A Saucon Valley School Board member’s comments to parents who say their minority children have been bullied by white students in Saucon schools for years stunned many audience members at the board’s meeting Tuesday night.
Board member Ed Inghrim told parents Kerry and Sheila MacLean that if their family–which includes two sons, in high school and middle school, respectively–“can’t handle this day-to-day bigotry, then it’s your problem.”
Inghrim said he traces his lineage back to an ancestor who traveled to America in the early 1600s on the Mayflower, and said it is not the government’s responsibility to tell people “what they can say and what they cannot say.”
“I would suggest that what you say to your kids is, ‘hang in there and deal with it,'” Inghrim said.
His remark was met with audible gasps from the audience, which included a number of African-American parents of students in the district.
Kerry MacLean, countered Inghrim’s personal anecdote about his roots by sharing information about his own family background, which he said includes ancestors who immigrated to America in the Colonial era, war heroes and those who made the ultimate sacrifice to defend the United States.
His wife, on the other hand, is a first-generation immigrant.
“It doesn’t matter when you immigrated,” he said, adding that every American has the right to pursue life, liberty and happiness, as outlined in the Declaration of Independence.
“You hold on to your attitudes, and we’ll see about it at the next election,” he told Inghrim, who is not seeking re-election this year after serving for three terms on the board.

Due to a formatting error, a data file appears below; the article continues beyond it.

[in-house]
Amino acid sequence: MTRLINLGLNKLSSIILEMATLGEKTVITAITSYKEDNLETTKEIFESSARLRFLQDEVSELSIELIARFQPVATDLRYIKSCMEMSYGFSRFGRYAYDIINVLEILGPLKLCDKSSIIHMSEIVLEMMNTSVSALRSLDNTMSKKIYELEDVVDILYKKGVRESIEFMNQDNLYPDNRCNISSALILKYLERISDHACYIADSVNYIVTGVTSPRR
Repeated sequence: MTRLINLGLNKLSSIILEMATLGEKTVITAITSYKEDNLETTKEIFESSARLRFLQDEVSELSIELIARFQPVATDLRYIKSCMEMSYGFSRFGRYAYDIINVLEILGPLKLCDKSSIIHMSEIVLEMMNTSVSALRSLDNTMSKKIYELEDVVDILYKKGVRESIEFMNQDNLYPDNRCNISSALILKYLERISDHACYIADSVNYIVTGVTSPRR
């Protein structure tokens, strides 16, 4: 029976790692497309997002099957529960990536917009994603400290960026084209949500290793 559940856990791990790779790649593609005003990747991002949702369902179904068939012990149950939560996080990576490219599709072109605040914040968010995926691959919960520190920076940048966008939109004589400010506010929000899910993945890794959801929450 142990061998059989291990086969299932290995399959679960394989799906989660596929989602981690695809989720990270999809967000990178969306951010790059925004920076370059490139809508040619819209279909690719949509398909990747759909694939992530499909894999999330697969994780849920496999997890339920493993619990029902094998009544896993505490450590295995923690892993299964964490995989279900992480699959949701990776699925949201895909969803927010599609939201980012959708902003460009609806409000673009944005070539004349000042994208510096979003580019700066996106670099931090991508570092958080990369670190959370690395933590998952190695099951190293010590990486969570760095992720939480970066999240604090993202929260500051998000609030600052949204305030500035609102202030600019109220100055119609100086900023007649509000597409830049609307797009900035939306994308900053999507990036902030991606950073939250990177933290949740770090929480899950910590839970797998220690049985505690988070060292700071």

“Free speech is not illegal!” Inghrim told McLean, who responded, “harassment is,” as he took his seat.
Sheila MacLean told the board her sons have gone to school every day for nearly four years never knowing whether they will be called words like the “n-word,” “porch monkey or jigaboo.”
“Is that fair to them?” she asked the board. “Our children are depending on us to protect them.”
Sheila MacLean admonished Inghrim, asking him what he would do if he were a target for bullies every day.
Referring to another incident, in which a Confederate flag was thrown on a student, she said, “with all due respect, someone flying the Confederate flag, with their right, is not worth my children’s lives.”
“What you said tonight was very hurtful,” parent Al Rivers next told Inghrim.
“I hope you comprehend the flag does demonstrate hatred when it’s used in an inappropriate way,” he said. “Things change over time. … I’m praying for you.”
During a meeting which also included the presentation of a draft equity plan that school officials hope will help promote tolerance in Saucon Valley schools, if recommendations such as a ban on displays of the Confederate flag are approved, Supt. Monica McHale-Small also spoke out about the racism she has encountered during her tenure in the district.
“We really need some strong statements as a district,” she said, making one herself when she called the Confederate flag “a symbol of hate.”
“I’m going to be very honest and people might not like to hear this, but I’ve never heard the ‘n-word’ being used so much in a school district in my 27 years as when I came here, and I’d never seen the Confederate flag in–on school grounds and on students in school until I came here. It’s not something I’m used to seeing and it’s not something that happens in all schools. It just doesn’t,” she stressed.
“That was part of the discussion of our (volunteer inclusion) committee, and we felt that a really strong statement was needed,” she said, referencing the seven-page equity plan, which board members did not vote on Tuesday.
Other board members including Bryan Eichfeld and John Dowling said they were unaware of how serious racial problems at Saucon Valley had become.
“I guess I was naive,” Eichfeld said, adding that to hear of the bigotry hurts him personally, because he has a “beautiful” one-year-old granddaughter who is black.
Dowling said he had been under the impression that incidents of the nature described by the MacLeans and other families were on “the ash heap of history.”
“I’m not sure how, but we will fix this,” he promised them.
The next Saucon Valley School Board meeting will be held Tuesday, April 11 at 7 p.m. in the Audion room at Saucon Valley High School.
To watch Tuesday’s school board meeting on YouTube, click here.